Emerging Biometrics Modalities
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Comparison of point selection for characterizing on-line signature
Matthieu Wirotius, Jean-Yves Ramel, Nicole Vincent
Authentication systems based on biometrics are becoming popular. One of them, authentication by handwritten signature, is the most accepted due to the fact that it is easy to use. In this paper we present a comparison of methods for efficient point selection for on-line signature authentication purpose. 5 methods are presented based on different selection criteria. The efficiency of these methods is measured by the recognition rate. The comparison method used is Dynamic Time Warping.
Enhancing eye-movement-based biometric identification method by using voting classifiers
Pawel Kasprowski, Jozef Ober
Eye movements contain a lot of information about human being. The way the eyes are moving is very complicated and eye movement patterns has been subject of studies for over 100 years. However, surprisingly, eye movement based identification is a quite new idea presented for the first time during the Biometrics'2003 Conference in London [17]. The method has several significant advantages: compiles behavioral and physiological properties of human body, it is difficult to forge and it is affordable-with a number of ready-to-use eye registering devices (so called eye trackers). The paper introduces the methodology and presents results of the first eye movement based authorization tests.
Personal identification credential system (PICS)
Jackson Robert Pressley, Thomas Cantrell, Lochlin Page, et al.
A pilot Personal Identification Credential System (PICS) has been developed and fielded. The PICS is a wireless biometric credential that interfaces with access control systems. The PICS consists of individual handheld Personal Identification Credentials (PIC), a PICS Reader located at a facility entry control point that interfaces with the facility entry control system, and a PICS Enrollment Station. In operation, an individual approaching a facility entry point in a vehicle picks up the PIC handheld unit and places a finger on its sensor. The PIC then authenticates the user and from within the vehicle initiates two-way, secure RF communication with the PICS Reader as the vehicle approaches the gate. The PICS Reader then verifies that the individual is authorized for admittance and notifies the facility gate entry control system, which informs the sentry that the request for access was successful or unsuccessful. If the request for access is unsuccessful, the gate entry control system automatically will close the gate. This sequence of events takes place while the car is moving through a normally open entry lane. The PIC is a small, handheld device which contains the biometric sensor (fingerprint sensor), wireless RF transceiver, processor, encryption and battery. The PIC may be used while traveling in a vehicle or may be used while on foot for access to a PICS controlled man gate or secure area access portal. The PIC is small enough to be carried in a shirt pocket, or it can be left in the user's vehicle. The PIC battery will power the PIC for months and is rechargeable. Up to 10 fingers may be stored in the PIC.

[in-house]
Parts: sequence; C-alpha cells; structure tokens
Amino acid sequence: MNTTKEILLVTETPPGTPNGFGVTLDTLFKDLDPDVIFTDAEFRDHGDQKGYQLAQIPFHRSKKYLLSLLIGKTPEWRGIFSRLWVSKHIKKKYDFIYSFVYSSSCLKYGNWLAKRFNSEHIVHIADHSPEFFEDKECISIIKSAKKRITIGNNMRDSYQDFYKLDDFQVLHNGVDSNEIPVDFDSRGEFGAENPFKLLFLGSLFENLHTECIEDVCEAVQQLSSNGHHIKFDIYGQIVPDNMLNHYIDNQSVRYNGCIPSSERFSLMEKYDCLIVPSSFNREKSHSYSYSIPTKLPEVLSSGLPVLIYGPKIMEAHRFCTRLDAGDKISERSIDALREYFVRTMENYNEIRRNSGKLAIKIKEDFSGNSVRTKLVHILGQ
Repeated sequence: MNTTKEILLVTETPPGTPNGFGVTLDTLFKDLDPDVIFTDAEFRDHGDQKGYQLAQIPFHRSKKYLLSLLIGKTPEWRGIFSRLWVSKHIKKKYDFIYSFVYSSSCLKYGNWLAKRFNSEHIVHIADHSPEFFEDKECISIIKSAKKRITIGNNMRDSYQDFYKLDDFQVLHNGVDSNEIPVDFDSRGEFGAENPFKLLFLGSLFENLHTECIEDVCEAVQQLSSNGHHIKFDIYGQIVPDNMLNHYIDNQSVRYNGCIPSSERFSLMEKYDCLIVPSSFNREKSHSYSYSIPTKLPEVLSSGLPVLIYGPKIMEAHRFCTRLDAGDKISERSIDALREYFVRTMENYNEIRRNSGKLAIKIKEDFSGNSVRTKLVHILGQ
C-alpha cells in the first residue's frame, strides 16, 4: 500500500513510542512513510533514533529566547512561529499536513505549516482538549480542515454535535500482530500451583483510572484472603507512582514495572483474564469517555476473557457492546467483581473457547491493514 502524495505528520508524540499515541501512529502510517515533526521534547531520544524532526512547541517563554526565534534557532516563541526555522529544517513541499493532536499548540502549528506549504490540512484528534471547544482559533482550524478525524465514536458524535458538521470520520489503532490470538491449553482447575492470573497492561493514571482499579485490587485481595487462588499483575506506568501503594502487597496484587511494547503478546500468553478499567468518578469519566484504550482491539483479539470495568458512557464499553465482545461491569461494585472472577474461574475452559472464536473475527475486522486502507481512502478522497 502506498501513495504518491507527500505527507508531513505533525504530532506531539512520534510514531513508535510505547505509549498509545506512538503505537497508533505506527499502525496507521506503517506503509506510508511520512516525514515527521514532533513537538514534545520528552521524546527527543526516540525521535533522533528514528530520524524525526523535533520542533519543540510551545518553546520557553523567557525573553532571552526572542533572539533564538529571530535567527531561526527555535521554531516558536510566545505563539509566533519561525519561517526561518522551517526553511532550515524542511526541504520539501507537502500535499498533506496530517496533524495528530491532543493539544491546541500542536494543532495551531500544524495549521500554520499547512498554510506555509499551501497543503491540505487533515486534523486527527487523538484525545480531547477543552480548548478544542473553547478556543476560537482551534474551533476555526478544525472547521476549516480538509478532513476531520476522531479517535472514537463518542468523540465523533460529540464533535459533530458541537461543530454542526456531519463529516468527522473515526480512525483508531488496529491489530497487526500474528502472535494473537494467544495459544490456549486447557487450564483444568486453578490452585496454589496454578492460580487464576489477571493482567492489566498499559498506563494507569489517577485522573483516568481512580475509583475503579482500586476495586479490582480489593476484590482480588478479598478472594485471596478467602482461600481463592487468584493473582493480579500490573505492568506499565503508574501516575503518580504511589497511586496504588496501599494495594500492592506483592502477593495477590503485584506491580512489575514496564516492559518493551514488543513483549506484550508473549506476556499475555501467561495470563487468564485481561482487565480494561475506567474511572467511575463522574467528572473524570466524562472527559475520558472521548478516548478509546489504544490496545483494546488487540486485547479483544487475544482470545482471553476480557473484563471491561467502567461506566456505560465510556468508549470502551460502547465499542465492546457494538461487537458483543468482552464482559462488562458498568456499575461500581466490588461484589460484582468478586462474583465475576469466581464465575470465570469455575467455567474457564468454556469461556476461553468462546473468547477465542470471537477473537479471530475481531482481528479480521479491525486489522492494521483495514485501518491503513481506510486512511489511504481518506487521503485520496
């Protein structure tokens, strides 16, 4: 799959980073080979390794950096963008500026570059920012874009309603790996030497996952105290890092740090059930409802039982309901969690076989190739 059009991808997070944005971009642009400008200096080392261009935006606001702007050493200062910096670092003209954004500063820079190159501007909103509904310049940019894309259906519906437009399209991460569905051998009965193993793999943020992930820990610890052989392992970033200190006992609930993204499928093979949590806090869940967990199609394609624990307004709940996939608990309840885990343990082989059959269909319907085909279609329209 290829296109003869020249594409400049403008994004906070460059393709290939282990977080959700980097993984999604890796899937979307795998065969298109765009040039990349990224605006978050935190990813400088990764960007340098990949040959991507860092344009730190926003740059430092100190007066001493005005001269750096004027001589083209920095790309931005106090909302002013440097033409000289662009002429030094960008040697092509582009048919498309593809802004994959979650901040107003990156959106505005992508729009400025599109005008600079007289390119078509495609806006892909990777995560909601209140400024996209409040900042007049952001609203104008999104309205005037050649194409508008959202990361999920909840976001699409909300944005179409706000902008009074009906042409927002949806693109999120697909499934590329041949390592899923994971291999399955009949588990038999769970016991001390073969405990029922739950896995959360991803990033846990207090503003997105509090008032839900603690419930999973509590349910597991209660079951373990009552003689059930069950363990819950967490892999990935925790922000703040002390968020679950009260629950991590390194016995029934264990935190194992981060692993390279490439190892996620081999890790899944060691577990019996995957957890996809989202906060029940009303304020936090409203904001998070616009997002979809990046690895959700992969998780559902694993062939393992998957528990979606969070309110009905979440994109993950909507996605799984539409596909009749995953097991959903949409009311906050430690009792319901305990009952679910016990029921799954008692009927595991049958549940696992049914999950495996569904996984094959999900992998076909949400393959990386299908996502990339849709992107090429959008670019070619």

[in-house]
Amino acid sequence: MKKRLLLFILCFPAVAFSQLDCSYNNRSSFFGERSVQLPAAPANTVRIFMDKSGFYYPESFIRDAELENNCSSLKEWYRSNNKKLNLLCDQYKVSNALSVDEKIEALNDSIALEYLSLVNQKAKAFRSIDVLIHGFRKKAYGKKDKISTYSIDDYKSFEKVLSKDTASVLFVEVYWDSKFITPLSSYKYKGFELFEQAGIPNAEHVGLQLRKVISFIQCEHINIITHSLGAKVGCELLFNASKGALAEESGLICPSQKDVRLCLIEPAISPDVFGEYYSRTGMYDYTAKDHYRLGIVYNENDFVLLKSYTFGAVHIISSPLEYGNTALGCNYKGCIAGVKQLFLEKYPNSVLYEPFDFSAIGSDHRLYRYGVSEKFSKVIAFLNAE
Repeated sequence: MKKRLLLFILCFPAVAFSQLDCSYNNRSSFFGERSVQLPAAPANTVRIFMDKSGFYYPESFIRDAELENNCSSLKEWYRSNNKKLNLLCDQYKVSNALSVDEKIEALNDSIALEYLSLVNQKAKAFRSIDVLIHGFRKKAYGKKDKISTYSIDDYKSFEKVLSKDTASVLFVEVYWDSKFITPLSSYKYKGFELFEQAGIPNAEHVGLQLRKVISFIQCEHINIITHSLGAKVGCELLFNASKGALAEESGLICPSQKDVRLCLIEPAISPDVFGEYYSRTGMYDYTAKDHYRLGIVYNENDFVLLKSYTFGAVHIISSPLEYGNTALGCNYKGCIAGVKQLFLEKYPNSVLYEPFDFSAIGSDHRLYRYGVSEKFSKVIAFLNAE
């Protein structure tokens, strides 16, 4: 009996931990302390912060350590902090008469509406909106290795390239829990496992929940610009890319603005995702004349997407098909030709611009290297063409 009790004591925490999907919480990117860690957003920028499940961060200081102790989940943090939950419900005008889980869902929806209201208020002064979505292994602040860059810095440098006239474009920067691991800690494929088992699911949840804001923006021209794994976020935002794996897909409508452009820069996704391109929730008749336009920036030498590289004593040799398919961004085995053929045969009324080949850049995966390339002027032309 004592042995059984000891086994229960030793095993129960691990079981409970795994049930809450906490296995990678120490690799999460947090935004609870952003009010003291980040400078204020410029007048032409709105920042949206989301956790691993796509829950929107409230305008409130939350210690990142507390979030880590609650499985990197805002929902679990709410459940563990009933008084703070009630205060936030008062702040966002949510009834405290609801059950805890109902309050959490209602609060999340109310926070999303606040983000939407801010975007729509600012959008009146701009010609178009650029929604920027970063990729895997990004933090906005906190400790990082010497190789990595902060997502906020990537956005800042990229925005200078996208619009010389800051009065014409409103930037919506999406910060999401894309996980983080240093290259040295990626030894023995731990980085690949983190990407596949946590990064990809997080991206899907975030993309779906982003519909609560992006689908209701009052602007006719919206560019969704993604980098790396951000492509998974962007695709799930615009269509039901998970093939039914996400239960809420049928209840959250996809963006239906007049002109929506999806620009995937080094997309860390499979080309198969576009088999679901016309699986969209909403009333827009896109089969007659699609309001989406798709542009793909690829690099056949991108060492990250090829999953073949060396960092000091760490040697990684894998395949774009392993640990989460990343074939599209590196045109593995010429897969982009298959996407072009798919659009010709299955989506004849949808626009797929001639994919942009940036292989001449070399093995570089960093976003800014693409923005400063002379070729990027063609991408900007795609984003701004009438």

Poster Session
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Hand-geometry recognition based on contour parameters
Raymond N.J. Veldhuis, Asker M. Bazen, Wim D.T. Booij, et al.
This paper demonstrates the feasibility of a new method of hand-geometry recognition based on parameters derived from the contour of the hand. The contour is completely determined by the black-and-white image of the hand and can be derived from it by means of simple image-processing techniques. It can be modelled by parameters, or features, that can capture more details of the shape of the hand than what is possible with the standard geometrical features used in hand-geometry recognition. The set of features considered in this paper consists of the spatial coordinates of certain landmarks on the contour. The feature set and the recognition method used are discussed in detail. The usefulness of the proposed feature set is evaluated experimentally in a verification context. The verification performance obtained with contour-based features is compared with the verification performance of other methods described in the literature.
Personal authentication in video surveillance systems using an on-line signature verification approach
Cheng-Chang Lien, Chin-Chuan Han, Su-Ming Lin
In this paper, a novel on-line signature verification approach is proposed for personal authentication in video surveillance systems. As we know, digit password-based authentication is the most popular manner in many network-based applications. However, if the passwords were leaked, the monitoring data are easily falsified. Biometric-based authentication using signature features is a natural and friendly approach to remedy this problem. In this study, a signature-based authentication is proposed to identify the individuals by using the template matching strategy. Some experimental results were conducted to show the effectiveness of our proposed methods.